In between all of this, I was messaging Chris and my work to tell them what was happening.  And I was shaking.  Shaking a lot.  Chris reminded me to check myself for injuries. I realised once I got into the hotel that half my face was a bit sore, the back of my head had been banged, I had scraped up my knee and my back just below my ribs was starting to really hurt.  I immediately stripped down as soon as I got into my room and got into the shower.  I cried as I watched the dust run off me down the drain as the sirens continued to wail in the background.

The gravity of what just happened to me was beginning to sink in.  My work have been amazing, they sent a crisis response team came out to the hotel to see me.  I was also checked over by a doctor.  The British Embassy called me to check for injuries and if I needed any consulate assistance.  The general manager of the hotel came by to check on me.  He called the police for me to check if I should leave any details as a witness.  Apparently that wasn’t needed unless there was something in particular that would be critical.  I couldn’t think of anything except the strangely calm wandering man, but I can’t describe him in detail so that wouldn’t be any help.  My work are Currently working on how to get me home to the US sooner than Friday (my planned return – which by the way fills me with horror returning to Brussels airport – oh and the check in desk for American isn’t there anymore, it got blown up).  Clearly I am not going to any meeting today or tomorrow.  They are being awesome.

The lady from the crisis response team said one of the first steps to getting over a traumatic event is to tell my story as it happened.  So I told my story to her and the rest of the team and we even had a little laugh about some things…and now I’m telling it all to you.  So I don’t have to tell it a hundred times over.  If someone asks me, I’ll point them to this blog.

In my honest opinion – the way I saw the events happen – I didn’t hear any gunshots, I didn’t hear anyone shout out in Arabic, I think the first device was diversionary (potentially a suitcase bomb) to divert a stream of panicking people towards the suicide bomber.  I guess we will find out soon enough the chain of events.  But all I know, is that I am glad I sat in the corner of Starbucks, I’m glad I wasn’t still queuing for my coffee 5 minutes before, I would have been so much more vulnerable.  But yes, if I just got on that train out of the airport rather than get a coffee from Starbucks, I would probably be thinking how lucky I am.  Now I am still thinking how lucky I am, but I feel the pain of seeing all those dead and severely injured people, I smell the smoke, I taste the debris, I feel the shock, I hear the explosions (which you know I already have experience of, but this time I didn’t have body amour or a weapon).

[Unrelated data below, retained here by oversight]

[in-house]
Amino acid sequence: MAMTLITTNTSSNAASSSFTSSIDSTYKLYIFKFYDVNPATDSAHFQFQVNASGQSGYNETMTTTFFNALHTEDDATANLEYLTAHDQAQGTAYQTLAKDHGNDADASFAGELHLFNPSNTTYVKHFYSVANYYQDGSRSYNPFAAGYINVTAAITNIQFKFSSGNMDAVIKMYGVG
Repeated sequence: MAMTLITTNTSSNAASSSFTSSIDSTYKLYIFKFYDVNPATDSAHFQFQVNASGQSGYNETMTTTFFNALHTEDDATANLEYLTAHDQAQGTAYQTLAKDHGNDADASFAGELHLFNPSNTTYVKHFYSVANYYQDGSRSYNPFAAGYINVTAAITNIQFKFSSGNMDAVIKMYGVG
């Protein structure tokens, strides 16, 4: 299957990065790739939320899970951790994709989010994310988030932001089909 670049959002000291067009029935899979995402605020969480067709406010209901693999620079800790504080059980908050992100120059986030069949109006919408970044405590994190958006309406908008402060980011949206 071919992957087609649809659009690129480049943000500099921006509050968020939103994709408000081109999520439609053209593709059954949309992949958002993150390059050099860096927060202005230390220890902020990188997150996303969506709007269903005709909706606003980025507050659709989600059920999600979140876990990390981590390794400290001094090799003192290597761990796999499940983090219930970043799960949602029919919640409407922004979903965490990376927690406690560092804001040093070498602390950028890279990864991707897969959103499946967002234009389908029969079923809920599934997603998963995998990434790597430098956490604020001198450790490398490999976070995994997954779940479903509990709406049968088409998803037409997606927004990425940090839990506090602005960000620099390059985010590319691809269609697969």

This was truly a horrific act of terrorism I have experienced.  I have been through airports in other countries where the security happens before you get anywhere near the building.  I do not want to see this happen to our freedom because then the terrorists win (oh I wrote about that already too – how depressing is that?).

By the way – I’m OK, I’m safe and I love you all (just in case I haven’t told you)!!! X

The uncertain future of the world

On several occasions in the past Chris has asked me if we really want to bring a child into this uncertain, seemingly doomed, world.  War, terrorism, climate change, disease, famine and so much hatred.  It makes you wonder.  The terrorist attacks in Paris last night were shocking and showed terror in the West at its worst.  The Russian plane blown up most likely by terrorists was utterly cowardly.  The suicide bombers in Beirut who spinelessly killed innocent shoppers.  And the many more countless number of attacks on innocent civilians.  It makes me sick to the stomach today as much as it made me sick to the stomach when I was just about to begin my first year of university in 2001.  Watching that second plane crash into the other twin tower of the World Trade Center, live on TV, I could not believe my own eyes.  And last night hearing the live commentary of the attacks unfold in Paris was no different.

But I do not want to live in fear because then they have succeeded, the terrorists have won.  Like I told a journalist when I was interviewed in a London Train station the day after the 7/7 terrorist attacks – I am not afraid to use the public transport, I won’t be afraid, we should not be afraid. We must unite against terrorism.

I didn’t know when I watched those events unfold on September 11th 2001 that 14 years later I would have deployed three times to Iraq and Afghanistan, worked with countless inspirational commanders and leaders who serve to fight the battle against terrorism and worked on projects that enhance the future security of my friends, family, country and our allied countries.  And so now it is one of the drivers for my choice of career, but I would never have pictured myself in this world in my youth.

War and terrorism isn’t the only thing on my mind about the uncertain future for our children.  Disease, famine and climate change are all up there too on my list of concerns. I might sound a bit dramatic about it all, but it is something I do think about a lot.

So when Chris asks me do I want to bring a child into this world?  I tell him yes.  I say yes because I want my child to be a strong person who contributes something to making this world a better place…and even if I don’t ever have my own child, I will love, cherish and encourage the children of my friends and family to be that strong person…otherwise the terrorists will simply win.

Paris (2)

NaBloPoMo November 2015